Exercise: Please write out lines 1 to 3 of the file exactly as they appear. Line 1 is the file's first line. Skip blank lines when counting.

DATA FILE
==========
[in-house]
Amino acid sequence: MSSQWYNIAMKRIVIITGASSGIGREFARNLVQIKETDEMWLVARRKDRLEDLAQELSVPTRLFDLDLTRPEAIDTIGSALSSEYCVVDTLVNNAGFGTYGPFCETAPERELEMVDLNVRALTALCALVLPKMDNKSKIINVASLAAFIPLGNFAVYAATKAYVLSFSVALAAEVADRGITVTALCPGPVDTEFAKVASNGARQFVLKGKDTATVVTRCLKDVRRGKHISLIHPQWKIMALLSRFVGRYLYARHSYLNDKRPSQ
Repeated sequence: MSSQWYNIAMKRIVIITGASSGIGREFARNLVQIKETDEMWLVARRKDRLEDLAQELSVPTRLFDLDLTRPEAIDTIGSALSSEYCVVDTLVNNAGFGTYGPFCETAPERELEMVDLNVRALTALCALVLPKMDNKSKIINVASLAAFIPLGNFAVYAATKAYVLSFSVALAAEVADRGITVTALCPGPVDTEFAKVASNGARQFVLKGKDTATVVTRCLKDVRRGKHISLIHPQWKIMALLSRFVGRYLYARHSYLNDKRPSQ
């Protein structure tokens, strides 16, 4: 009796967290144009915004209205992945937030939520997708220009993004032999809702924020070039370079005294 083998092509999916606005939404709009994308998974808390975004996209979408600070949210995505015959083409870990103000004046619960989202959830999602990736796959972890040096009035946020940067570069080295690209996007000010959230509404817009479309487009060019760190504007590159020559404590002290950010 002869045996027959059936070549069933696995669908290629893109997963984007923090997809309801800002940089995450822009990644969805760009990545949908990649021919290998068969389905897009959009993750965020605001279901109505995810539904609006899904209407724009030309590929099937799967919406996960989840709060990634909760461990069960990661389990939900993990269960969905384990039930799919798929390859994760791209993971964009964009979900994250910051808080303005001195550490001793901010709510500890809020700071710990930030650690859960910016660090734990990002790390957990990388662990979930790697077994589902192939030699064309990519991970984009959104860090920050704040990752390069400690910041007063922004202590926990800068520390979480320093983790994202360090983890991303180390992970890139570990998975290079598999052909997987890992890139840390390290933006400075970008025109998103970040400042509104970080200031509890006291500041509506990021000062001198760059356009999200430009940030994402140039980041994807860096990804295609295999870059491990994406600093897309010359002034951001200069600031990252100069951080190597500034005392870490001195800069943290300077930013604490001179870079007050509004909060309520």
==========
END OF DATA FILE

[in-house]
Amino acid sequence: MSSQWYNIAMKRIVIITGASSGIGREFARNLVQIKETDEMWLVARRKDRLEDLAQELSVPTRLFDLDLTRPEAIDTIGSALSSEYCVVDTLVNNAGFGTYGPFCETAPERELEMVDLNVRALTALCALVLPKMDNKSKIINVASLAAFIPLGNFAVYAATKAYVLSFSVALAAEVADRGITVTALCPGPVDTEFAKVASNGARQFVLKGKDTATVVTRCLKDVRRGKHISLIHPQWKIMALLSRFVGRYLYARHSYLNDKRPSQ
Repeated sequence: MSSQWYNIAMKRIVIITGASSGIGREFARNLVQIKETDEMWLVARRKDRLEDLAQELSVPTRLFDLDLTRPEAIDTIGSALSSEYCVVDTLVNNAGFGTYGPFCETAPERELEMVDLNVRALTALCALVLPKMDNKSKIINVASLAAFIPLGNFAVYAATKAYVLSFSVALAAEVADRGITVTALCPGPVDTEFAKVASNGARQFVLKGKDTATVVTRCLKDVRRGKHISLIHPQWKIMALLSRFVGRYLYARHSYLNDKRPSQ